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1,400 Arrest 46

The lamestream media told you:

Thomas Watkins, reporting for the AP, writes: "More than a thousand law-enforcement officers descended Tuesday on the homes of key members of a notorious street gang suspected of killing a sheriff's deputy and murdering rivals while defying authorities for decades. A federal indictment identified 88 suspects and detailed criminal activity spanning more than a decade... 1,100 police officers worked with nearly 300 federal agents to arrest 46 gang members (39 were already in custody)... Among them was Tammy Armstrong, a corrections officer accused of helping incarcerated gang members... gang members strafed L.A. police in Feb., 2008... off-duty Los Angeles County sheriff's Deputy Juan Escalante was shot dead in Aug., 2008 in front of his parents' home northeast of downtown."

The Uninvited Ombudsman notes however that:

Unasked and unanswered questions include: Why were 1,400 people needed to make the 46 arrests? Why was this known illegal activity allowed to continue for a decade before making arrests? If gang members strafe police, is it considered timely to wait 1-1/2 years to nab suspects? Corrections officers are supposed to help inmates in addition to keeping them locked up, what sort of help did officer Armstrong provide?

While it's encouraging to hear the "news" media cheerleading for the capture of 79 desperados (nine are still at large), is L.A. now safer? How many gangbangers were still operating after the media promo ended?

Well... LAPD estimates that L.A. has 463 gangs, making the 79 individuals arrested seem small. Those gangs have an estimated 39,032 members No word yet on when the rest might be rounded up, or which of them will be promoted to fill the empty slots created by those detainees who don't get back on the streets soon. No followup "news" reports on that are expected, just the rah rah for the original collars.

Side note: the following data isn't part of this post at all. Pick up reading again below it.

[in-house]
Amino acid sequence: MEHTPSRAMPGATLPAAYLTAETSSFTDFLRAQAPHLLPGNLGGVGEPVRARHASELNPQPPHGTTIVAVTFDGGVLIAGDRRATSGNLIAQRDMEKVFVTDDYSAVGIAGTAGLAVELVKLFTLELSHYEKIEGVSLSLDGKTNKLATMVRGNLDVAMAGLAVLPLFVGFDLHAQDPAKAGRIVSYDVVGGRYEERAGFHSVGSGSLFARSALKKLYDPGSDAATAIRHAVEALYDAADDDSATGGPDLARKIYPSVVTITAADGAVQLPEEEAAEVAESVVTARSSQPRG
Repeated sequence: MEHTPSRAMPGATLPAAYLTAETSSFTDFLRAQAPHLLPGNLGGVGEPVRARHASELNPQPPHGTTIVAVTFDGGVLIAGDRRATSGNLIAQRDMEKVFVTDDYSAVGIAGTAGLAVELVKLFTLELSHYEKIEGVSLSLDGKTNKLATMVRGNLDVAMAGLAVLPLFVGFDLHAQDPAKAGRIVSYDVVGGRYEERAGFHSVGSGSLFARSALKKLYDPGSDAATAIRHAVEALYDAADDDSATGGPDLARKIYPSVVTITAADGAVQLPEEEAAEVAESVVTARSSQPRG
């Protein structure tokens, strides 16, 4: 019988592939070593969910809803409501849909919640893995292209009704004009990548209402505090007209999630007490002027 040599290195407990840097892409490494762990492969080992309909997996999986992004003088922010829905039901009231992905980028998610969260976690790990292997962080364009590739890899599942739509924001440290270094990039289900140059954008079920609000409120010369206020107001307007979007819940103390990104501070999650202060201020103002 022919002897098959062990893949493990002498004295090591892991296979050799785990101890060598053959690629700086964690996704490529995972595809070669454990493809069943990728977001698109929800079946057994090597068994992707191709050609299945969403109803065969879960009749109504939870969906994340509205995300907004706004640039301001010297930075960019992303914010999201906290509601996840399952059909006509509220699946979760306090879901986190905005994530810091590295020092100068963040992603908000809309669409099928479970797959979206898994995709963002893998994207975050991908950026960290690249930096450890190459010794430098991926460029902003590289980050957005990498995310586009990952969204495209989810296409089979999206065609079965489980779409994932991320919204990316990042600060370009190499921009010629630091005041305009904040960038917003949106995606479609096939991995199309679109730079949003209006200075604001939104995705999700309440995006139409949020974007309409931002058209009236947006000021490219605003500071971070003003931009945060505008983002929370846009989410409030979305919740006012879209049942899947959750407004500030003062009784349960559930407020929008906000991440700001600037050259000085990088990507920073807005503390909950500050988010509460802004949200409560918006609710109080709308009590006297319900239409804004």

Stepping out further, again using LAPD figures, L.A. County has 1,108 gangs, with 85,298 members, and no word on planned arrests for them either, or available jail space for the 85,219 known or suspected gang members still at large, probably for decades.

Note that L.A. gangs are notorious for rejecting diversity and multiculturalism, according to LAPD estimates. The most numerous gangs are Latino, with 22,309 non-diverse members, and blacks (Crips and Bloods), with 14,515 non-diverse members. Rumors that white, oriental and other gangs will be filing Title VII discrimination charges could not be confirmed at press time.

Anti-gun campaigns that focus on crime as a motivator overlook the fact, with the media's assistance, that crime is largely gang related and geographically isolated, leaving much of society untouched. It's also fueled in large measure by the government's feckless War on Some Drugs, making the murder rates war deaths, not gun deaths. See the maps: It's hard to remove the failed social policies that spawn the problem, because that's what justifies much of the law-enforcement community and its budgets and jobs. The 1,400 police involved in the 46 arrests (30 per detainee) are under administrative protection and could not be reached for comment. Thankfully, not one hardened criminal on the streets for more than a decade was killed. An estimated cost to provide public defenders for the former fugitives is unknown.



I have to take issue with your post.

First off, you characterize LA gangs as being non-diverse while the LA Times article you link to states "Predominantly African American are the so-called Crip gangs, with 10,306..."

"Predominantly" means most of them are black but not all. Most gangs in LA are not exclusively one race.

As far as the Avenues gang goes, I don't find 30 officers per person unreasonable considering the circumstances. Most of these people are armed and they don't live alone. They also don't live together. Their houses have front and back doors, might be in big apartment buildings, etc.. They may have confederates in the neighborhood who aren't being arrested who are dying to help. So, considering it's a gang, 30 officers per person isn't outrageous. No police were killed so that makes it a successful raid.

Okay, now down to the nitty gritty. How much do you know about the Avenues gang? Reading what you have written, one gets the idea you don't know much about LA gang life at all. If you are going to talk about Avenues, why haven't you mentioned that Toonerville (one of their rivals) has been decimated in recent months with arrests? And Timothy Joseph McGhee (a "non-diverse" white guy running a Mexican gang) was convicted in 2008.

I understand your beef about newspaper reporting being rather haphazard, but your own "copying" has proven to be haphazard too. Should I start an ombudsman site of my own focusing on your website?

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About the Author

  • Freelance writer Alan Korwin is a founder and past president of the Arizona Book Publishing Association. With his wife Cheryl he operates Bloomfield Press, the largest producer and distributor of gun-law books in the country. Here writing as "The Uninvited Ombudsman," Alan covers the day's stories as they ought to read. Read more.

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